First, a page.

When we think of the Civil Rights movement, we tend to think of the 1950s and 60s, and scenes made famous by television-the bus boycott, the March on Washington, the Freedom Rides. But some of the most compelling, most dramatic, and most important victories took place long before then, in America's courtrooms, where two determined lawyers waged a decades-long battle against racial injustice.
The men were Charles Hamilton Houston and Thurgood Marshall, attorneys for the NAACP. From the 1930s to the 50s, they crisscrossed the country, going from backwoods county jails to the Supreme Court to fight for the legal rights of African Americans. In the Deep South, they sometimes slept in their car because no hotel would give them a room. They were heckled, threatened, and sometimes in danger of their lives. But in those days bigotry was not confined to the backwoods--it went all the way to the nation's capital. When Charles Houston argued his first case before the Supreme Court, one justice turned his chair to face the wall so he wouldn't have to look at a "colored" lawyer.
What the justices could not ignore was the razor-sharp arguments, and the relentless preparation, of Houston, Marshall and their colleagues. Case by case, slowly, methodically, but relentlessly, they dismantled the legal principle of "separate but equal" that had kept blacks as second-class citizens even after they emerged from slavery. Over some two decades, they laid the groundwork for the landmark Supreme Court ruling, Brown vs. Board of Education, that outlawed segregation in public schools and led to the collapse of Jim Crow. Without Houston and Marshall, there would be no Barack Obama.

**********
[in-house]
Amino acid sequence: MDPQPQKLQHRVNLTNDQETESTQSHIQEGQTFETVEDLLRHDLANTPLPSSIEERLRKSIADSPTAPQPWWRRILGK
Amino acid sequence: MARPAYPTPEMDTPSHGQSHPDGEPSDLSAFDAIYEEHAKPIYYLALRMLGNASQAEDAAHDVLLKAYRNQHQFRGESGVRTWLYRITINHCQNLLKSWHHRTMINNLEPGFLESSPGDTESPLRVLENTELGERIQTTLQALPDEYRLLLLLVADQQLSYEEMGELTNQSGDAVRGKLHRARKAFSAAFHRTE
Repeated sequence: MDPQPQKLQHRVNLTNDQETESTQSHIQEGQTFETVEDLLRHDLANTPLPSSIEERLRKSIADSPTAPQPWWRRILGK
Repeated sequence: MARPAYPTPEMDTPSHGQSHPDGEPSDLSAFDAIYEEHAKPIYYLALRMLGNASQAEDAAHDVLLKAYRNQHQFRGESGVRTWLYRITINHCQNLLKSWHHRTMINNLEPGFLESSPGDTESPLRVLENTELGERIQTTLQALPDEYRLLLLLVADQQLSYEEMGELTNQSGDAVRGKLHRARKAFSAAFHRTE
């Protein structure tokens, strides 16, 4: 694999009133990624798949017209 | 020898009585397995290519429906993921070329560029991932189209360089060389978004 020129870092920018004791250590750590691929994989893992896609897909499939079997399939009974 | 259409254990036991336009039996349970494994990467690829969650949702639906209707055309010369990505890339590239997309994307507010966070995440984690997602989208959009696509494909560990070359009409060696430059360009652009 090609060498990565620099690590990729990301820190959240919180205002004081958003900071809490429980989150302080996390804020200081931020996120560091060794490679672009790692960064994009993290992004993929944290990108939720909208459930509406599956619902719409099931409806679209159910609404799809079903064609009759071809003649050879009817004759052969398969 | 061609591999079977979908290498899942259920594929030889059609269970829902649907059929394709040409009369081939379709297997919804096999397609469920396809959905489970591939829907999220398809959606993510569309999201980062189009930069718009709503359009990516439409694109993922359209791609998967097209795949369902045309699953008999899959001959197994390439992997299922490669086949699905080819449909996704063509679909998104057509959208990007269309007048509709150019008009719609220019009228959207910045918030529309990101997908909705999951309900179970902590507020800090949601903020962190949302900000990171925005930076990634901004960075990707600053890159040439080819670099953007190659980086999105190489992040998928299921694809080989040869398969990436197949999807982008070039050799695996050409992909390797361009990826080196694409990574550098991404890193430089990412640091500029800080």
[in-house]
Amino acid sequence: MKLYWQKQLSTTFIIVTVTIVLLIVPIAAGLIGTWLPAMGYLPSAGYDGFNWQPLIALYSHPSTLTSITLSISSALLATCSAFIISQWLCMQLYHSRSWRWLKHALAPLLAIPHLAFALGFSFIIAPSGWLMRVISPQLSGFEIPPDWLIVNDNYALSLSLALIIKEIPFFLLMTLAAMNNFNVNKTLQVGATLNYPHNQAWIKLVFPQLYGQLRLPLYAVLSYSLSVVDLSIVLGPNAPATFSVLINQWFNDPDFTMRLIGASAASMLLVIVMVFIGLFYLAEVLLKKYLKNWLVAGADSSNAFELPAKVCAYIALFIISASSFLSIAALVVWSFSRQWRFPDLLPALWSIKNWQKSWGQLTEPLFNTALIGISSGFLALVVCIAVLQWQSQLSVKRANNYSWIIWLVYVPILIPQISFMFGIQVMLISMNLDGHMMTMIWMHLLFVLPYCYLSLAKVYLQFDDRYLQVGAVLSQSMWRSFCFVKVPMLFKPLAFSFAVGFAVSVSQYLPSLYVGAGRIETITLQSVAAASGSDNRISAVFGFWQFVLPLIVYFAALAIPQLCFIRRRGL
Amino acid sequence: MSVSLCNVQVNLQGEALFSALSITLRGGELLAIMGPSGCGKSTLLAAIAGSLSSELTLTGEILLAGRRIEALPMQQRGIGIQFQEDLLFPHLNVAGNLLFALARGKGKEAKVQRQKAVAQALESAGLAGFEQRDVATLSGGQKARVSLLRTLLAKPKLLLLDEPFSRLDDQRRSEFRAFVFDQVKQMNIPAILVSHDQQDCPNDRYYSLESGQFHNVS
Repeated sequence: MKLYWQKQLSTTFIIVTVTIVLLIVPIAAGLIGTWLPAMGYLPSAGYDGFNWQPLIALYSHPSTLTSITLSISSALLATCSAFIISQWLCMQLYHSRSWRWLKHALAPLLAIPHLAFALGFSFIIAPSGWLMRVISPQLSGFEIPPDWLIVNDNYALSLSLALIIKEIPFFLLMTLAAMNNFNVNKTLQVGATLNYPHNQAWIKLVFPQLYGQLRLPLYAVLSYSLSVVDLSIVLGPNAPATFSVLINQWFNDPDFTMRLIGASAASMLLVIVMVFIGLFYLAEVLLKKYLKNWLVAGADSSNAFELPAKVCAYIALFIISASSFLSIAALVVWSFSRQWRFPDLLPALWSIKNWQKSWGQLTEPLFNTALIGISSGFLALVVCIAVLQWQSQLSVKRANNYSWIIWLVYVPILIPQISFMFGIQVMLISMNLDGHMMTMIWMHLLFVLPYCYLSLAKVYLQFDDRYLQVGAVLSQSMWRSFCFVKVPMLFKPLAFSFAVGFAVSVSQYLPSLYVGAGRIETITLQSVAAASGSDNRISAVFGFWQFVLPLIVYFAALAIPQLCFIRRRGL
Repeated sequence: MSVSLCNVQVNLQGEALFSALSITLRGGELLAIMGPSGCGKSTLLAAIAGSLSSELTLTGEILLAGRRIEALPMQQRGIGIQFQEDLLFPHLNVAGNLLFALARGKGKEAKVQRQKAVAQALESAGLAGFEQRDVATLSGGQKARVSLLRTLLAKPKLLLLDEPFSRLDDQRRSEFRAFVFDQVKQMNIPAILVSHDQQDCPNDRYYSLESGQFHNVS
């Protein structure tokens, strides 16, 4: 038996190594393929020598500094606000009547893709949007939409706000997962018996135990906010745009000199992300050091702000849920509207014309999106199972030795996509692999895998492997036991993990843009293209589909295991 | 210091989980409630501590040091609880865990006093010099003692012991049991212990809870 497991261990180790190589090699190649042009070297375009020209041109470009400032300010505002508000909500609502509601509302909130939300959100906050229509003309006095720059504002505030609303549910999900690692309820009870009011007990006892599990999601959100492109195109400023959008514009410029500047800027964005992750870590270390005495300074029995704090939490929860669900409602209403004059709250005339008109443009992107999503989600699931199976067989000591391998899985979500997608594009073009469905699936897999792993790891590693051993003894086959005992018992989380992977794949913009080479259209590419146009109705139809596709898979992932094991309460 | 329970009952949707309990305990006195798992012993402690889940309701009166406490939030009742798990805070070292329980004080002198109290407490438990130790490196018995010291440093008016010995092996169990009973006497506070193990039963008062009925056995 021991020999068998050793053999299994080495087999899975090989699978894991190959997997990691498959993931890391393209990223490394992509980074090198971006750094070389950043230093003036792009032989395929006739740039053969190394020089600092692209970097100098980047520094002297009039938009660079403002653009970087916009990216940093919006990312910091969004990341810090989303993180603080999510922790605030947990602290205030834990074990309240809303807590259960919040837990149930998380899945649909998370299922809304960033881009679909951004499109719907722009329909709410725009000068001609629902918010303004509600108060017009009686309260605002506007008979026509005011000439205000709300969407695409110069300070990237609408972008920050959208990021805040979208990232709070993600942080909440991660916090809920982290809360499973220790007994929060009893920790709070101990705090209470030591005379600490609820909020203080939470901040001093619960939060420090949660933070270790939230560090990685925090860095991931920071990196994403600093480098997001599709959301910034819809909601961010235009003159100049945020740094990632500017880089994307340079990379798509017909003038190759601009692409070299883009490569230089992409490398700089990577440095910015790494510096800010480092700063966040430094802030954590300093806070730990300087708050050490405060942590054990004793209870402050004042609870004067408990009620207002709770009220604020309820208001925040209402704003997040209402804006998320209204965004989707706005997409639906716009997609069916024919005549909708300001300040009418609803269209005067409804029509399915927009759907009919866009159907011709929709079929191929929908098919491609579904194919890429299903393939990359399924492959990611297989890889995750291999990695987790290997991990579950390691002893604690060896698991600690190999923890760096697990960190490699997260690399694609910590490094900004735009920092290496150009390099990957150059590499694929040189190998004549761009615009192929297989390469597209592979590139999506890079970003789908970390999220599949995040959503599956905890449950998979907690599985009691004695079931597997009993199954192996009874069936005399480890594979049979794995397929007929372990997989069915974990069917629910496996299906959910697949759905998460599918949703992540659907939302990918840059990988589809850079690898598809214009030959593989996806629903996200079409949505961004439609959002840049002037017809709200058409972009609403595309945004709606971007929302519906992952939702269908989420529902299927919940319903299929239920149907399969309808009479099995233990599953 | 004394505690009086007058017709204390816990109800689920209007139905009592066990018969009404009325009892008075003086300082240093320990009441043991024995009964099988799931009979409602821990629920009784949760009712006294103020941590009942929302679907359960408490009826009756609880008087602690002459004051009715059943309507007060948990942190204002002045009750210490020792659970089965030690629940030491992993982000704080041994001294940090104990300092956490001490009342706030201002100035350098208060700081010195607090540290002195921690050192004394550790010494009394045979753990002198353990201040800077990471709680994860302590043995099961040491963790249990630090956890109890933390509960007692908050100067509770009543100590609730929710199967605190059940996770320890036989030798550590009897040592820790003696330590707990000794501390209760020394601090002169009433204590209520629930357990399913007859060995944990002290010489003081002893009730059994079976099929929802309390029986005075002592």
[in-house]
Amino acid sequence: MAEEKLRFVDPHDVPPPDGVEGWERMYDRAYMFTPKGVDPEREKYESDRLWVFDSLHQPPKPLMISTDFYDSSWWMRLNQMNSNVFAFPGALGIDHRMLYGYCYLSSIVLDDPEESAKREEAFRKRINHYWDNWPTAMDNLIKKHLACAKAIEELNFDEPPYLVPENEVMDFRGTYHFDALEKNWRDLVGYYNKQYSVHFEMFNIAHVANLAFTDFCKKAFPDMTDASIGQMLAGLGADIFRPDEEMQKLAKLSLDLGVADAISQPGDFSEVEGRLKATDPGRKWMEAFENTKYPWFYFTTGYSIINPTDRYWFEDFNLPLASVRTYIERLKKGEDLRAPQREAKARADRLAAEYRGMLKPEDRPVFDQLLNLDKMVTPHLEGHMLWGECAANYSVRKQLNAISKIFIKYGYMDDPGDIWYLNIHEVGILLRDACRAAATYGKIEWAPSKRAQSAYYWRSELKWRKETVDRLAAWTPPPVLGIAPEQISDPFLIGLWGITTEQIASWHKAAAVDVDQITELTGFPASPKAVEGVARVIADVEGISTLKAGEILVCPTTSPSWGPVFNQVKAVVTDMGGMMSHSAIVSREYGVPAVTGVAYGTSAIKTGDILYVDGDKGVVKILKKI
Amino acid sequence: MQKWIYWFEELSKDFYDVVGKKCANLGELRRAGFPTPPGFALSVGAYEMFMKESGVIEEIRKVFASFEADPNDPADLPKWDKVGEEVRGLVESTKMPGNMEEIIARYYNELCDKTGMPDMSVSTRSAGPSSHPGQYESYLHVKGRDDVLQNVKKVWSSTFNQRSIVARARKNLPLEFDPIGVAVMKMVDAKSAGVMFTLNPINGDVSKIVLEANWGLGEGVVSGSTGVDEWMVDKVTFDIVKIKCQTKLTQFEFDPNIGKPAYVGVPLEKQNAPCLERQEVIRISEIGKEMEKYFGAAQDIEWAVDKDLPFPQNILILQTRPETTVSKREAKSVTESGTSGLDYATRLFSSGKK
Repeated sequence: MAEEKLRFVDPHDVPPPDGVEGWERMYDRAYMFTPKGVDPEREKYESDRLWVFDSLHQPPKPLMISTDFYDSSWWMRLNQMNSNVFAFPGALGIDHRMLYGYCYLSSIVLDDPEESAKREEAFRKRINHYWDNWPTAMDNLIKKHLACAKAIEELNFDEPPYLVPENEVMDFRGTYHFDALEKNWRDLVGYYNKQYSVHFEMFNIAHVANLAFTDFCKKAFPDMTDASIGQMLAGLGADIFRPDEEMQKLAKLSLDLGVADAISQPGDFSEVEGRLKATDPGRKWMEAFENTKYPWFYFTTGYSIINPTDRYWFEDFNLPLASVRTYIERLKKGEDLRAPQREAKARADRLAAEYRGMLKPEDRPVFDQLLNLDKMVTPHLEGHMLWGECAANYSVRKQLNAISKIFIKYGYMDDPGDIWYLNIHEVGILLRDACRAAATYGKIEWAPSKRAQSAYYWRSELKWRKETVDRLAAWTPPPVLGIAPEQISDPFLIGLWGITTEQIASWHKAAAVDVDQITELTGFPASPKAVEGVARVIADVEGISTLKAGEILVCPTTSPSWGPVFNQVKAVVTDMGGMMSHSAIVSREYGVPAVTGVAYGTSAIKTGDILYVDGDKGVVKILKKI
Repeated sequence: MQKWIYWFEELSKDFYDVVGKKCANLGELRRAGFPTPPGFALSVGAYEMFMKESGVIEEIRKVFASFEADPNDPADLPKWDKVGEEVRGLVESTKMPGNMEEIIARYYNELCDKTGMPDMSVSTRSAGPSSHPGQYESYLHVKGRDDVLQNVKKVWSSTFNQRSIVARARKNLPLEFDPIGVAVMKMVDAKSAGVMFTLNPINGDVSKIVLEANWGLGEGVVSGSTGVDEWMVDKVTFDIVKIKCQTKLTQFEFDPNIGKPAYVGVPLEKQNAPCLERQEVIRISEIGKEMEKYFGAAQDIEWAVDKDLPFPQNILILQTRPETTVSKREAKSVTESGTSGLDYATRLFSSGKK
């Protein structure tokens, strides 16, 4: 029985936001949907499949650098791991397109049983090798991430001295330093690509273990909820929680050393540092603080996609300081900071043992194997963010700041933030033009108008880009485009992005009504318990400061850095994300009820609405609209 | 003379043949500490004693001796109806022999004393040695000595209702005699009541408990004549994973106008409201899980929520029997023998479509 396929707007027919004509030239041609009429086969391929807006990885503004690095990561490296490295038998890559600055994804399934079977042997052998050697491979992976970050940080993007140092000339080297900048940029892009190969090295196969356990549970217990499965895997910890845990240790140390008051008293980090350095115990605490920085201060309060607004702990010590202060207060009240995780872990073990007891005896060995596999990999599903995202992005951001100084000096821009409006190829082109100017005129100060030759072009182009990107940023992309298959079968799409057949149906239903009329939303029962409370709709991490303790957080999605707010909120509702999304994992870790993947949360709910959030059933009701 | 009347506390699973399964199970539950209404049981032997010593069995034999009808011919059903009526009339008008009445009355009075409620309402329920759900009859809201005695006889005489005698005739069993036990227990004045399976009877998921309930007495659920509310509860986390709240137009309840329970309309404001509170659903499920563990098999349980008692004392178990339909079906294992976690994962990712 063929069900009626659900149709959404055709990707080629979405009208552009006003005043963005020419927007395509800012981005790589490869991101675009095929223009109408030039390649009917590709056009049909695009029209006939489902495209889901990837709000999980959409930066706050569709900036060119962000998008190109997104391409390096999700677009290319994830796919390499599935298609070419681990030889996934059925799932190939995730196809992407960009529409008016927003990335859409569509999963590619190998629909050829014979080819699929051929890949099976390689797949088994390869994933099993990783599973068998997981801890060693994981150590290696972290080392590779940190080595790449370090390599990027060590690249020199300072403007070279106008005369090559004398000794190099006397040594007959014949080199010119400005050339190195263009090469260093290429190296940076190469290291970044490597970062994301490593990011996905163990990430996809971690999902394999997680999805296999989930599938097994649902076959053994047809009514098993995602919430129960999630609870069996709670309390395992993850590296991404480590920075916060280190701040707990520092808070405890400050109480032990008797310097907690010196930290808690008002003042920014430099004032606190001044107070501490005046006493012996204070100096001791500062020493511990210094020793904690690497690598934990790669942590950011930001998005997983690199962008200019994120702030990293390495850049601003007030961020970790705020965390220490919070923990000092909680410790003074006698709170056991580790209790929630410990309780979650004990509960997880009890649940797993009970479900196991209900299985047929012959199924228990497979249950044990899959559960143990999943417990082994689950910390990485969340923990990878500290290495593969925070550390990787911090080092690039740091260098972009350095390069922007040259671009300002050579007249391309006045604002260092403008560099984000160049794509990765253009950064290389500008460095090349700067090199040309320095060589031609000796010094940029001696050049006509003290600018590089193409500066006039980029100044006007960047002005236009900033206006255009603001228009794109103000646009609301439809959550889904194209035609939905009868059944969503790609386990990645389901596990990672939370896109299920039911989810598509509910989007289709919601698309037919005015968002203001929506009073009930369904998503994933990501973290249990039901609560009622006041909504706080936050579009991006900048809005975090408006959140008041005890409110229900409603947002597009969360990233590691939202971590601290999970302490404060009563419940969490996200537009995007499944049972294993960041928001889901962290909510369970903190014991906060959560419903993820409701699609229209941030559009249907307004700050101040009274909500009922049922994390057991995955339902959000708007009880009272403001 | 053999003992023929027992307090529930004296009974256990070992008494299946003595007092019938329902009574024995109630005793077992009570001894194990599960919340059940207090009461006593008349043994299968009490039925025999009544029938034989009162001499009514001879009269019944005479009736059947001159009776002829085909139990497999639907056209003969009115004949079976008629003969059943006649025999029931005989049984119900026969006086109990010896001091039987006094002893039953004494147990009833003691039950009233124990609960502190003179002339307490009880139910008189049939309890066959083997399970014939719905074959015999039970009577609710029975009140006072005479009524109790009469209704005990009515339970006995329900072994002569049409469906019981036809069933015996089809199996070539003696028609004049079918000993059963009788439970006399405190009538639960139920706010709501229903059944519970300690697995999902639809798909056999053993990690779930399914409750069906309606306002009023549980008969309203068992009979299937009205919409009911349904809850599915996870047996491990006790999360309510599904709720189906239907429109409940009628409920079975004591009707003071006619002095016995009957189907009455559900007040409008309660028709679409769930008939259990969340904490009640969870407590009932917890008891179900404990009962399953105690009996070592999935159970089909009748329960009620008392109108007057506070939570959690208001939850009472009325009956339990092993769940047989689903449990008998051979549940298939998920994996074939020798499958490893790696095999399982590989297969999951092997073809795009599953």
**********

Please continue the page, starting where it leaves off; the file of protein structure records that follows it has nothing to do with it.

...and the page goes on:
These two great advocates are also a great pair of characters. Charles Houston was a stern, buttoned-down, no-nonsense guy. As a dean of Howard Law School, he turned it from a rinky-dink night school into a rigorous institution whose mission was to turn out the lawyers that could meet the white elite on equal terms. Marshall was his brightest student and his protégé, but in personality his opposite. Thurgood was casual. He loved to lean back and tell off-color jokes over a glass--or maybe a bottle--of bourbon. The two complemented each other perfectly. In effect, Thurgood became a surrogate son to Charlie. Sadly, Houston worked himself to death and died just before the Brown case, the one he'd been building toward, came to the Supreme Court. But Marshall did his mentor proud: not only did he win a historic victory in Brown, he would become the first African-American to join the Supreme Court.
Rawn James Jr. is a lawyer himself, and an heir to the great legacy laid down by Houston, Marshall, and those that followed. He tells this story with gusto, with a great sense of pacing and rhythm, and it truly comes to life in his pages. This is Rawn's first book but I'm sure it will not be his last. It's the debut of a dynamic new historian-and, yes, I'm excited by it.
(You can see Rawn talking about his book below, or visit his website, www.rawnjames.com, for more about Root and Branch.)